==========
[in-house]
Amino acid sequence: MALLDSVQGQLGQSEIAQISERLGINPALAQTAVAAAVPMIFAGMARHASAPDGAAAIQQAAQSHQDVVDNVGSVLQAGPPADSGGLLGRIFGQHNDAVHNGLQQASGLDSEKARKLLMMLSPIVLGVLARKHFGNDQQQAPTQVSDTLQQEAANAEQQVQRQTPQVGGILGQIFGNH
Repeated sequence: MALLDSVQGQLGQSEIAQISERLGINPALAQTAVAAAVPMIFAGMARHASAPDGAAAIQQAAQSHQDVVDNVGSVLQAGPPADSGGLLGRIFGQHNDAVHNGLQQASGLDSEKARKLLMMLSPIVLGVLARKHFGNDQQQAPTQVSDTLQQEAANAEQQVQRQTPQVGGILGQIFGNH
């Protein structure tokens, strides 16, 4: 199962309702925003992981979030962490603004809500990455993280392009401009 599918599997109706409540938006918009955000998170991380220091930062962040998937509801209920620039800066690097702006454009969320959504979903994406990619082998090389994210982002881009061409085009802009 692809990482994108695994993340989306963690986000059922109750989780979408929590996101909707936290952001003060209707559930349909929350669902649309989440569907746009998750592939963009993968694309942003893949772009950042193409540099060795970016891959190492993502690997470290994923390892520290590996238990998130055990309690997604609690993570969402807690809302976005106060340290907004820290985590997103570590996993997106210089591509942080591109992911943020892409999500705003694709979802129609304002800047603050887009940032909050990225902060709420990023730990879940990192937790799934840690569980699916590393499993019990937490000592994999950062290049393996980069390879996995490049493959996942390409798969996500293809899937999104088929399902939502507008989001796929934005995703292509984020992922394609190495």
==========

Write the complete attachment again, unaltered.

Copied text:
[in-house]
Amino acid sequence: MALLDSVQGQLGQSEIAQISERLGINPALAQTAVAAAVPMIFAGMARHASAPDGAAAIQQAAQSHQDVVDNVGSVLQAGPPADSGGLLGRIFGQHNDAVHNGLQQASGLDSEKARKLLMMLSPIVLGVLARKHFGNDQQQAPTQVSDTLQQEAANAEQQVQRQTPQVGGILGQIFGNH
Repeated sequence: MALLDSVQGQLGQSEIAQISERLGINPALAQTAVAAAVPMIFAGMARHASAPDGAAAIQQAAQSHQDVVDNVGSVLQAGPPADSGGLLGRIFGQHNDAVHNGLQQASGLDSEKARKLLMMLSPIVLGVLARKHFGNDQQQAPTQVSDTLQQEAANAEQQVQRQTPQVGGILGQIFGNH
């Protein structure tokens, strides 16, 4: 199962309702925003992981979030962490603004809500990455993280392009401009 599918599997109706409540938006918009955000998170991380220091930062962040998937509801209920620039800066690097702006454009969320959504979903994406990619082998090389994210982002881009061409085009802009 692809990482994108695994993340989306963690986000059922109750989780979408929590996101909707936290952001003060209707559930349909929350669902649309989440569907746009998750592939963009993968694309942003893949772009950042193409540099060795970016891959190492993502690997470290994923390892520290590996238990998130055990309690997604609690993570969402807690809302976005106060340290907004820290985590997103570590996993997106210089591509942080591109992911943020892409999500705003694709979802129609304002800047603050887009940032909050990225902060709420990023730990879940990192937790799934840690569980699916590393499993019990937490000592994999950062290049393996980069390879996995490049493959996942390409798969996500293809899937999104088929399902939502507008989001796929934005995703292509984020992922394609190495």